Coping with AP

Starting to cope with AP - Ten steps to taking charge

1
Recognising there is something you can do to start taking charge of this, you have already done this by finding this site. This for some people is an anxious process, starting to recognise there is a problem and taking the first steps to find solutions.
2
Finding out you are not the only one. On the forum you will find again and again that others claim they felt alone and had no one to talk to or share his/her anxieties with. Well, no longer!
3
Recognising it is most likely to be an anxiety thing. For most professionals interested in this area they consider it to be a type of social anxiety; such as fear of going into a lift, or of flying, or of public speaking etc. It is an anxiety response to an irrational fear which stops you from doing things you would like to do; things that most people don't find difficult. You might feel stupid about this and try to hide your responses. You put on a mask to disguise the person you really are. You find excuses to avoid the situation that worries you, or excuses to not tell anyone in case they think you are weird or stupid.
4
Telling someone (partner, best friend etc) – yes this sounds impossible but it works. Many people find this difficult to do, but once they have taken this first step in self-control they get a real sense of relief – to be able to stop putting on the mask and getting on to an honest relationship with someone you trust and/or love. Just start to tell the people that need to know and.give them a chance to love and trust you as well. You will be surprised at the amount of understanding you will get. See breaking the silence barrier on Case Studies.
5
Consider going to your GP or medical centre to tell them about the problem. Not all medics understand about this. Take some information from this website with you. Tell them that they can get information through here from professional people who have researched and published on this topic in respectable journals. Ask the GP to refer you to a urologist for an examination to make sure that there are no contributory physical problems.
6
You can also ask for a referral to see a psychologist. That does not mean you are crazy, but realising that the best help often comes from someone experienced in dealing with anxieties of all types. They can help by taking you through the stages designed to help overcome your fears. You can of course go and see one privately. For help in finding a recognised psychologist you can visit the BACP (British Association for Counselling and Psychotherapy website; or you can visit our list of approved BACP therapists who have either treated someone with paruresis or who have expressed an interest in the subject.
7
In time, meet other people who have paruresis. The best way is to attend a UKPT weekend workshop. That will help you to realise that your problems are not unique to you; and it is a big relief to talk to people who understand from their own experiences what you have been going through.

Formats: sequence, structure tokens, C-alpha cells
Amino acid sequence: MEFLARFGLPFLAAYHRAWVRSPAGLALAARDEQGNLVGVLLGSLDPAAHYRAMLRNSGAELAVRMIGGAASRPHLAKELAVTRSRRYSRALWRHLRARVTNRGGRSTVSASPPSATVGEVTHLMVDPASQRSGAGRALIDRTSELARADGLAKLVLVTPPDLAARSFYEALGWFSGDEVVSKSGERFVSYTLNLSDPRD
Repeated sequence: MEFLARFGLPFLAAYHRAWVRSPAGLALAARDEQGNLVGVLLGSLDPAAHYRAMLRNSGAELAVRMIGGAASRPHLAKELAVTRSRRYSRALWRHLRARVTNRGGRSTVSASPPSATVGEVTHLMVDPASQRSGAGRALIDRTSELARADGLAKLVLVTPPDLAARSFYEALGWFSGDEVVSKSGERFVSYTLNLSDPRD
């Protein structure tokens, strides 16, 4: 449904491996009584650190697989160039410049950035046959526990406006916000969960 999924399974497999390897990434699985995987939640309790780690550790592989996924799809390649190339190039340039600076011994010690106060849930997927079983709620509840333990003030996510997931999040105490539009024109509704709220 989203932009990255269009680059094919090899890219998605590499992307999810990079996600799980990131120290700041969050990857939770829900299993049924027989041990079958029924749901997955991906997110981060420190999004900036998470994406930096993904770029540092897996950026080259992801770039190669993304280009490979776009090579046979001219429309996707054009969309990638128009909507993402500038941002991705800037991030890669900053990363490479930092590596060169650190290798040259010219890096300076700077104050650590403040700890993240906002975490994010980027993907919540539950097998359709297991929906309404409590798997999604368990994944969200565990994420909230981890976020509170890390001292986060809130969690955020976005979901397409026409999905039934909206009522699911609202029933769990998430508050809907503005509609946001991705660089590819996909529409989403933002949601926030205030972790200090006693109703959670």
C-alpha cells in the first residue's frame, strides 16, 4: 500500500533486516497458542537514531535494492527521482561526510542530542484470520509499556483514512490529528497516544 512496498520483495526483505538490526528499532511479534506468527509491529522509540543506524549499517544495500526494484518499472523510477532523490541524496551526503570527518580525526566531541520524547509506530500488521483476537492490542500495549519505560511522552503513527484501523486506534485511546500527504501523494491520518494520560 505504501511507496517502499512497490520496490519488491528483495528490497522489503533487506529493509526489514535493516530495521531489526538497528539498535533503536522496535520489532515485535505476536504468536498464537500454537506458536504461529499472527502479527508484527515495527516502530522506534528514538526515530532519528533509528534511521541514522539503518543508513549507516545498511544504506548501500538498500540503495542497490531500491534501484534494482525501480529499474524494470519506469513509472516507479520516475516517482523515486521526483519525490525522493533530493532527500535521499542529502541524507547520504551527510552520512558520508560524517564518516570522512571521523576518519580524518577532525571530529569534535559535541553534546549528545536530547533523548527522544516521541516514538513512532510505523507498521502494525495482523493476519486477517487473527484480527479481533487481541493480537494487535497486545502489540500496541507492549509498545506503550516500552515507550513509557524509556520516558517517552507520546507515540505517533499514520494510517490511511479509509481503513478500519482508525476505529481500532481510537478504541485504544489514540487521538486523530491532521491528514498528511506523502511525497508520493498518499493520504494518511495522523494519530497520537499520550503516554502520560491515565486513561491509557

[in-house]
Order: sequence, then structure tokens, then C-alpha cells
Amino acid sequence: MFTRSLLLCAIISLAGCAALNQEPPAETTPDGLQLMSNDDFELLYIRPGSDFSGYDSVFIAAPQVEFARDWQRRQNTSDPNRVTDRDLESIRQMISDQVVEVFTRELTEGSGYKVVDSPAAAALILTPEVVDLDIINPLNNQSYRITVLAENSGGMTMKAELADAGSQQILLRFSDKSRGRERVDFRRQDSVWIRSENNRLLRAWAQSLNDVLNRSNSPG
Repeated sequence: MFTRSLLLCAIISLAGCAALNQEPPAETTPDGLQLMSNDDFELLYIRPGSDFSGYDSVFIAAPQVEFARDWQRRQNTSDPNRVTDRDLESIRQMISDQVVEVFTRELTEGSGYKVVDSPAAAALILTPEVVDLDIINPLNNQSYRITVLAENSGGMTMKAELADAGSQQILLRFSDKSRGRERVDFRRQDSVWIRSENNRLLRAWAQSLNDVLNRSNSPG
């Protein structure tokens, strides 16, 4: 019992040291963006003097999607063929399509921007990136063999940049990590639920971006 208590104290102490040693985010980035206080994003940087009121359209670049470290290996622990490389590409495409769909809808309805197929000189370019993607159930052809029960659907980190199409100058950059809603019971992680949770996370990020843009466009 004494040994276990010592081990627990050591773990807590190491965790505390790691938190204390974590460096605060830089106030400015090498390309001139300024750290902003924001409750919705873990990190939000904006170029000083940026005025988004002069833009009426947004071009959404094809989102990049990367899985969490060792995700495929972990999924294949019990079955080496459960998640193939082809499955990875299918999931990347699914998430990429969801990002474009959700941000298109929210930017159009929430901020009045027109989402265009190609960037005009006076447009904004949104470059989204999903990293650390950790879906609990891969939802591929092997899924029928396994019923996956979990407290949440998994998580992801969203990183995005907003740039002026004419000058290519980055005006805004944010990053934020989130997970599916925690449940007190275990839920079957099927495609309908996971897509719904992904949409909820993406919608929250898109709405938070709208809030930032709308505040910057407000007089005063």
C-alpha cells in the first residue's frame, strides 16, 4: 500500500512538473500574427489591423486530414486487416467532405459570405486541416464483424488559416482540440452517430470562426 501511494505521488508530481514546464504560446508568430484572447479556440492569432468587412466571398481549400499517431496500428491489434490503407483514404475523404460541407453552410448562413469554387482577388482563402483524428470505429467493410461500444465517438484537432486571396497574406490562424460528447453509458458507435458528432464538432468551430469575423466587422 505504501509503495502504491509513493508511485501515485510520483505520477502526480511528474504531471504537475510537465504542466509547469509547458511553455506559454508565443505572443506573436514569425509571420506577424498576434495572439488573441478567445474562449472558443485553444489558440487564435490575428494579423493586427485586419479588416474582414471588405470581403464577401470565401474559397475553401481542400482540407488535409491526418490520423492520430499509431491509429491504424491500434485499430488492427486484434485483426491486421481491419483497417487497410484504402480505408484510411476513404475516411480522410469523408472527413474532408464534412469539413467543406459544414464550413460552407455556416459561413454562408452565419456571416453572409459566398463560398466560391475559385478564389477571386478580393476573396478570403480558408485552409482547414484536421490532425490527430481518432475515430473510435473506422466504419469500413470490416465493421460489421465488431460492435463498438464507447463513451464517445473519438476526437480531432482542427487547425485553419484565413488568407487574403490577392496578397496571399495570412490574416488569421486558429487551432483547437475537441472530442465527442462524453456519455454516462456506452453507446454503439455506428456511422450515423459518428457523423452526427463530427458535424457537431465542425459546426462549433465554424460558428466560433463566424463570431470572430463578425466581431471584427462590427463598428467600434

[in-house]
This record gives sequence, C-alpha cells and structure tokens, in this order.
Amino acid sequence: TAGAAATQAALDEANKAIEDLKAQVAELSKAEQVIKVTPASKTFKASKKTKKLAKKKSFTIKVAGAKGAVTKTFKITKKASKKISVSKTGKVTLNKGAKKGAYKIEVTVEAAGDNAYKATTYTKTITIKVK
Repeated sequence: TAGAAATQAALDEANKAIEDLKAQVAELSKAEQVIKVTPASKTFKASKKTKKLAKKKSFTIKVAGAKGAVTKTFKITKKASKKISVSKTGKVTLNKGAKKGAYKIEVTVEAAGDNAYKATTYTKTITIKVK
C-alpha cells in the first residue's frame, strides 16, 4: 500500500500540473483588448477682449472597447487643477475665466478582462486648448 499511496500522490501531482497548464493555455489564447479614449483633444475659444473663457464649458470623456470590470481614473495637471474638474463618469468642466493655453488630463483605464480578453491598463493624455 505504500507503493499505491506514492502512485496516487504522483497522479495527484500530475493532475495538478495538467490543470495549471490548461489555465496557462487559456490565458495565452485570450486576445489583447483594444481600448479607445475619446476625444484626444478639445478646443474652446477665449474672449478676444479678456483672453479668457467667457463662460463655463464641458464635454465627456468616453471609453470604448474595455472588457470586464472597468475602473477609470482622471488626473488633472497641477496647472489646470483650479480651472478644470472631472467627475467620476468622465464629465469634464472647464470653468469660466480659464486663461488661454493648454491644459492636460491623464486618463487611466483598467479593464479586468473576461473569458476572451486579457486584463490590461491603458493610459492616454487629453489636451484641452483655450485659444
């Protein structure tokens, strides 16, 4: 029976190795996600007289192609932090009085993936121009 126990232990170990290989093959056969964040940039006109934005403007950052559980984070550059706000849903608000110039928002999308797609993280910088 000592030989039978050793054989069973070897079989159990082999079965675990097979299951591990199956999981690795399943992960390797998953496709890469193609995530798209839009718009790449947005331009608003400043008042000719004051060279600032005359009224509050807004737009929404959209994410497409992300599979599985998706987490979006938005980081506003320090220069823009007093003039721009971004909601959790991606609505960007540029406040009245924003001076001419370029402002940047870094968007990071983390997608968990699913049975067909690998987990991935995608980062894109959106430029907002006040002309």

8
Develop a "can do" attitude. Positive thinking is very important. Because of one problem, some people can start feeling negative about themselves and getting to the position where everything is hopeless. They then feel totally helpless. You again are now beyond that point by visiting this site! Keep on the process and start trying to feel confident about yourself, in all situations.
9
One of the things that you will learn from the professional therapists and the fellow AP sufferers is that a step by step approach called de-sensitisation is one that often is the most successful in dealing with this type of anxiety and all phobias. That is, you take small steps towards a long-term goal. You plan these steps or stages and practice coping with them a little at a time. You don't move on until you feel comfortable at this stage and are then ready to take on the next stage. Practising exposure to the situation in very small steps, starting at a point you can cope with is called de-sensitisation. You can read up about it on the forum, and it is well described in Steve Soifer's book, Shy Bladder Syndrome. If you read the forum postings you will see there that people talk about de-sensing, that is the using the desensitisation processes
10
If you can, try to attend a Beginners Workshop – they are held at present approximately every four months, alternating between Reading and Manchester. Watch the blog or follow us on Facebook or twitter for announcements, and details are on our Workshop Listings page.

The UK Paruresis Trust is pleased to launch its report of a survey into the effectiveness of UKPT workshops based on participants’ feedback and their subsequent progress in overcoming paruresis. Click here to download the PDF version.
Now look at the page on Components of a CBT based approach.
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